When the Chinese government started to slash drug prices in 2018, it was only a matter of time before medical consumables would be affected. Then the payment reform – from the FFS payment model to DRGs is intended to change the providers’ behaviors in managing their finances by increasing their sense of cost ownership. Now the storms of direct price cuts on consumables initiated by local governments are expanding rapidly across the country.
The government-led price cut campaign started with Anhui province (a province in East China adjacent to Shanghai) in July where orthopedic implants (spinal implantation only) and ophthalmologic consumables (intraocular lenses) were chosen for applying the mechanism known as the “volume-based procurement”, which consolidates the annual volume from all the public hospitals in the province to only those tender winners. In the past, the provincial tendering process was merely a supplier and price registry process as procurement decision still largely sits with the individual hospitals.
It happened so quickly that many manufacturers didn’t have time to react. The news was released on July 3 and the results could be seen on July 30 with a dramatic price reduction of 53.4% on average with an estimated annual saving of RMB400 million (approximately $57 million USD). Further detail is provided in the table below.
The Jiangsu province has chosen a slightly different approach from the Anhui province that, in addition to products selected for a price reduction on a provincial level, such as stents and pacemakers, cities are also encouraged to create their own plans for the remaining products. For example, Nanjing, the capital city of the Jiangsu Province, has initiated a procurement alliance with two nearby cities for injection-based products such as disposable precision infusion sets, peripheral intravenous catheters and implantable venous access ports with an average reduction of 72.61% equivalent of estimated annual saving of RMB413 million (approximately $59 million USD).
Even as we write this article, more provinces are preparing to launch their initiatives.
This is certainly very disruptive to the device industry because the manufacturers must fight the sudden surge of provincial and local governments’ price negotiations and on most occasions, there is nothing to negotiate when payers are determined to slash prices by 30% to 50%. While the provincial payers are excited about the rigorous price cuts on disposables and consumables, the central government is also doing the groundwork to increase its scrutiny on healthcare spending. The NHSA (National Healthcare Security Administration) created a national database with a standardized coding system for medical services and products as well as providers such as hospitals, pharmacies, and individual healthcare professionals, nurses and doctors. Understandably this database is designed to enable the payer to have a direct look into the behavior down to the individual level through data sets.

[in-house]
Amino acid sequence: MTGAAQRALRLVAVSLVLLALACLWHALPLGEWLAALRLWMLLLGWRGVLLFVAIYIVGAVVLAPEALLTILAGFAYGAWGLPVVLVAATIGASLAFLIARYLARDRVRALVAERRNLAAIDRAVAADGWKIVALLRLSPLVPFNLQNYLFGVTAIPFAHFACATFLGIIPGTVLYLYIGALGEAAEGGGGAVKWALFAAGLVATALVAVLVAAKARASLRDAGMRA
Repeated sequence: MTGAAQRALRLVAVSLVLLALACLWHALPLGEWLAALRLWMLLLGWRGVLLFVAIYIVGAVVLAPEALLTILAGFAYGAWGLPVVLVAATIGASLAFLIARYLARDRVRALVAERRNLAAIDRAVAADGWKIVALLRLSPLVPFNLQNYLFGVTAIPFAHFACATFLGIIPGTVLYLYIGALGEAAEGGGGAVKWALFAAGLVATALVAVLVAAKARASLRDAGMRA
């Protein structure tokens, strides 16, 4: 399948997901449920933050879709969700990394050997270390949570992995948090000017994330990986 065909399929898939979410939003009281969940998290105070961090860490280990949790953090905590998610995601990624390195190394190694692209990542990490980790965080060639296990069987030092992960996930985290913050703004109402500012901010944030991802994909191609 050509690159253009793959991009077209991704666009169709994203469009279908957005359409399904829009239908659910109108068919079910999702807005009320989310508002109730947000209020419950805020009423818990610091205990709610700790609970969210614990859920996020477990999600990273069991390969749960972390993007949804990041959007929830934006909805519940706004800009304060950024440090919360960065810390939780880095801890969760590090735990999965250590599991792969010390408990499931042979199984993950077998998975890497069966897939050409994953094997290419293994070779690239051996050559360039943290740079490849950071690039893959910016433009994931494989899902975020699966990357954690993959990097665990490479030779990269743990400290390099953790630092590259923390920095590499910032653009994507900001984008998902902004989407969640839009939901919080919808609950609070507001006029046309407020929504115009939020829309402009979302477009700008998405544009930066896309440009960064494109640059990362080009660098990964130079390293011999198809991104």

Currently, the database is ready for the registry for medical consumables. Suppliers or their appointed agents are required to register and validate the information of their CFDA (now known as NMPA – National Medical Products Administration) approved products by end of September 2019.
Implications for Innovators
Be prepared for a period of turmoil given the local and central policymakers’ intention to cut prices on medical supplies as one of the many attempts to control ever-increasing health care expenditures while the Chinese economy is expected to slow down.
- Innovators with existing products in the China market should make sure that they or their partners register the products with the NHSA’s database prior to the September 30, 2019 deadline.
- Work closely with your local colleagues and business partners to develop pricing plans both tactically and strategically to handle local price reductions. To compromise, or not, in the price reduction negotiation, is the question.
- Innovators, as individual companies or as a group, need to work on a strategic and innovative plan and engage the various stakeholders to influence future policy settings that still recognize and encourage medical innovation amidst the ongoing pressure on payment.
Boston Healthcare has a deep understanding of the evolving healthcare landscape in China. Please contact us to see how we can help.
In Germany, doctors could potentially be prescribing health apps as medicines as early as 2020. This is one of the main objectives of the draft bill on the “Law for better provision through digitalization and innovation”, which is expected to be approved by the parliament early November.
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